University of Maryland student concerns and local businesses were at the forefront of Monday’s College Park mayoral town hall at Stamp Student Union.
All four candidates — Mayor Pro Tem Denise Mitchell, District 1 city council members Fazlul Kabir and Kate Kennedy and small business owner Bryan Haddad — were in attendance for Monday’s event, hosted by this university’s Student Government Association.
Monday’s town hall follows the April 12 mayoral debate and April 15 mayoral candidate forum in the run-up to the special election on May 6.
Here’s what the candidates had to say on several key issues.
Several businesses have announced closures in recent months, including Bagel Place and Target, prompting questions about the strength of College Park’s business scene.
To address these concerns, all four candidates highlighted the importance of supporting local small businesses.
In the past, the city has focused too much on larger businesses, rather than smaller and medium-sized businesses, Haddad said.
Haddad, owner of the Bamboo Eater, proposed a “vacancy tax” to protect small businesses from high rental rates. The proposal would tax landlords for having empty units, encouraging them to lower rents to support businesses.
Kabir hopes to grow small businesses by encouraging this university’s students to stay in the city after graduation.
“[This university’s students] have talents and [they] can actually contribute by starting a new business,” Kabir said.
Kabir also stressed the importance of aesthetic programs to attract more businesses to the city. He mentioned the Hollywood Commercial District Streetscape project, an initiative that revitalized the city’s commercial district, as a crucial initiative moving forward.
Mitchell hopes to incentivize businesses by using state and federal money to build programs that would anchor and draw businesses to the city. She also plans to create a program to assist residents starting small businesses.
With the Purple Line slated to open in 2026, Kennedy cited how its emergence will incentivize business growth, even before it is finished.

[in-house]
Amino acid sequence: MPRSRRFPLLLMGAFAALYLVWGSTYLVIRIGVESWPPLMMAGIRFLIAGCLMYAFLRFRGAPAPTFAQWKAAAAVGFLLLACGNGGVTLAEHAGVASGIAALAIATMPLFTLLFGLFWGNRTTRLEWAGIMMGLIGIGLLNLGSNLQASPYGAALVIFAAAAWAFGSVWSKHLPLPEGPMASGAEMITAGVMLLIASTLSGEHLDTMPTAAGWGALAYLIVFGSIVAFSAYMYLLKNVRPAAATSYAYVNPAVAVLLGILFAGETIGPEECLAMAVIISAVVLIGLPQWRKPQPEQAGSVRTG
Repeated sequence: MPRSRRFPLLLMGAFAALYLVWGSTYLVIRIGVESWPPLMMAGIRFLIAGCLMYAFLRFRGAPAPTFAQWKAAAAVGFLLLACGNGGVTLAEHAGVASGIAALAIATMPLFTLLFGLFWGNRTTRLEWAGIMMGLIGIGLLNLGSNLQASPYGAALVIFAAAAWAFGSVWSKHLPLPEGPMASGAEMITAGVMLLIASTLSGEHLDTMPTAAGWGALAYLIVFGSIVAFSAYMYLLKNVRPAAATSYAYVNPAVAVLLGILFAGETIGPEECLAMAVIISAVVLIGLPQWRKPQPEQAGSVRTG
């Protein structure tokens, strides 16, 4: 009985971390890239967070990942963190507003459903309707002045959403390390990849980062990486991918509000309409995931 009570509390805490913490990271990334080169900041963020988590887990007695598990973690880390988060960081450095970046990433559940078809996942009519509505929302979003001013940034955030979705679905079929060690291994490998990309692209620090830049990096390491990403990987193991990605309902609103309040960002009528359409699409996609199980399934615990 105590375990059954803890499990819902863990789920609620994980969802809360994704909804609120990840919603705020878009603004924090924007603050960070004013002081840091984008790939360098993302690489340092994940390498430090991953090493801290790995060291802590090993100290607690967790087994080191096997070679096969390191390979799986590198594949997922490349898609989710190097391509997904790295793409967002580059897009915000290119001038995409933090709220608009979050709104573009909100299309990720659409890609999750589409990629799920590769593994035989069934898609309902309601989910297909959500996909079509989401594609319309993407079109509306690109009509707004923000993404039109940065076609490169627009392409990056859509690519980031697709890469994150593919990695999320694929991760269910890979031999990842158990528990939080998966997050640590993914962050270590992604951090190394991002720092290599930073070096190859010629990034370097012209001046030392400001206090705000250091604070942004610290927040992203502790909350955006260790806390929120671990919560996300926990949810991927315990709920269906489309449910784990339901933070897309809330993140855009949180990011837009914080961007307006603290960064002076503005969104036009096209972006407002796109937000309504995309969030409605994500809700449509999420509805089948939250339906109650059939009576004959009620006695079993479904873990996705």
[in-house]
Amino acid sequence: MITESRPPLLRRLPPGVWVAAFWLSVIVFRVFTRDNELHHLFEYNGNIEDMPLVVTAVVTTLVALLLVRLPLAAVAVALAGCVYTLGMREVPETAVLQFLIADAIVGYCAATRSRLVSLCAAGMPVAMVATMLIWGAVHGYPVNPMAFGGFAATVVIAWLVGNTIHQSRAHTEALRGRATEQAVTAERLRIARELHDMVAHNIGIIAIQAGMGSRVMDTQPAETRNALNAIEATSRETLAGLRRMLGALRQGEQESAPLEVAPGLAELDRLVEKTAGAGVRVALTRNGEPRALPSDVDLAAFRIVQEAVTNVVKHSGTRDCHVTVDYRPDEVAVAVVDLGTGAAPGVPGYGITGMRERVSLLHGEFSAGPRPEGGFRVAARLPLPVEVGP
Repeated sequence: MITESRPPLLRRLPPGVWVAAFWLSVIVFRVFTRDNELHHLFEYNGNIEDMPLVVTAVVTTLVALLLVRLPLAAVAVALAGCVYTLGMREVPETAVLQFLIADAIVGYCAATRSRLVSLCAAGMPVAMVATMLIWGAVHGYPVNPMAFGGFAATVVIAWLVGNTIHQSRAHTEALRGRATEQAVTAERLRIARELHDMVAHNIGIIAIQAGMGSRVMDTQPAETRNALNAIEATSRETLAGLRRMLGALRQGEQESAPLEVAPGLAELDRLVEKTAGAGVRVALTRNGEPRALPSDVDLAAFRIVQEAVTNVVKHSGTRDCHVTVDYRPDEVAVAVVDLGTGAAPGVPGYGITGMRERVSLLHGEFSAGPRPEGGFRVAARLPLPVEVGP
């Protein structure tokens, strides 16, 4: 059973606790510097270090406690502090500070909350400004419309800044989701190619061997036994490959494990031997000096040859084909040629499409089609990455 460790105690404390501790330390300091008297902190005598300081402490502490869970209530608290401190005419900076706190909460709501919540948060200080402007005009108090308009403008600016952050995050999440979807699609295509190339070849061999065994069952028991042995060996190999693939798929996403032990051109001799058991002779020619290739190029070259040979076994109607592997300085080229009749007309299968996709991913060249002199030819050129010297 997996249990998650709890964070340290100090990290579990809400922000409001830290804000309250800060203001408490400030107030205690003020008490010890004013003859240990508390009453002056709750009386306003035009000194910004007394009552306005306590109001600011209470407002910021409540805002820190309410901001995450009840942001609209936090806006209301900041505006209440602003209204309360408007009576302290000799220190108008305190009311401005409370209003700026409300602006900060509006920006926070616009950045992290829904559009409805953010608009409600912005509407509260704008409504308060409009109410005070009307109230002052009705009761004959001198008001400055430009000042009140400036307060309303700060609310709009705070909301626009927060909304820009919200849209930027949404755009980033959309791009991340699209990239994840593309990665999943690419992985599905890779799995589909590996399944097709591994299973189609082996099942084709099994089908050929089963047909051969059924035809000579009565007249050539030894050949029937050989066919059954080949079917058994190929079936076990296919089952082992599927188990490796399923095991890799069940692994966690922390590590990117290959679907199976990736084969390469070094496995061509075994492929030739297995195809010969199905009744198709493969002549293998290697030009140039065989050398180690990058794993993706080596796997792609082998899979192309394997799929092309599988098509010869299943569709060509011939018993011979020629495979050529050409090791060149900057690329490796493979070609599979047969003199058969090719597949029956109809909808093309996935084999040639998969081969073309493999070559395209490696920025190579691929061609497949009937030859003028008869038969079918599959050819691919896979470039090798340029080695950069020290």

Students and the Council
With students in attendance at Stamp, candidates discussed ways to increase student engagement in the community and cater to the population’s unique needs.
Many city council members emphasized the connection the city council has with its student liaisons.
“We really yield to them in regards to the student concerns,” Mitchell said.
Mitchell hopes to strengthen this relationship by encouraging students to get involved with city boards and commissions.
Kabir has created multiple community-driven events, including “College Park Day” which he said builds connections between students and residents.
“Oftentimes, we think that [students are] different, which is very wrong and very unfortunate,” Kabir said.
Haddad agreed with Kabir and highlighted that students and residents often have very similar needs.
The city and this university’s students should have honest and transparent interactions, Haddad said.
Kennedy took a more policy-centered approach to her plans. Along with other city council members, she is working to create a weekend pedestrian walkway on Knox Road to protect pedestrians from drivers and encourage students to party outside of the neighborhood.
“The more we can create safe spaces that are on campus or in public spaces and not in the neighborhoods, the better it is for the neighborhoods and families that live there,” Kennedy said.
Lowering Food Insecurities
Candidates said they hope to expand affordable food options for students and city residents.
Mitchell said she is in talks to bring in an affordable grocery store in place of Target on Route 1 after the business closes in May.
“Your money has to go a long way when you don’t have that money to be able to purchase the food that you need,” Mitchell said.
Haddad added that while grocery stores that have opened in College Park are higher quality, they are not necessarily the cheapest options for residents.
Continuing to support food insecurity programs garnered support from several other candidates.
Kabir touted his role in starting the Hollywood Farmers Market in North College Park and has supported local food insecurity programs such as the College Park Community Food Bank and Meals on Wheels.
Similarly, Kennedy works with No Kid Hungry, a movement to address child hunger. She has also played a key role in the city council supporting a state law to give eligible college students Supplemental Nutrition Assistance Program benefits, increasing healthy food options for low-income students.
All four candidates also hope to address high rent costs across the city.
Haddad highlighted how his proposed “vacancy tax,” a tax on apartment buildings for empty units, would encourage apartment managers to lower rental costs to adhere to market demand.
Mitchell said she hopes to work with property managers of new apartment buildings to discuss affordable rent for students.
“I know that the rents are high,” Mitchell said. “We do need to find some way for affordability.”
Both Kennedy and Kabir plan to address rising rent costs by building more affordable housing options.
Kennedy is pushing to increase the housing supply in the city to lower prices. The council member has also worked with the College Park City-University Partnership to create a housing trust.
Kennedy and Kabir each support the city council’s plan to increase taxes on large developments and apartment buildings to award grants to student renters.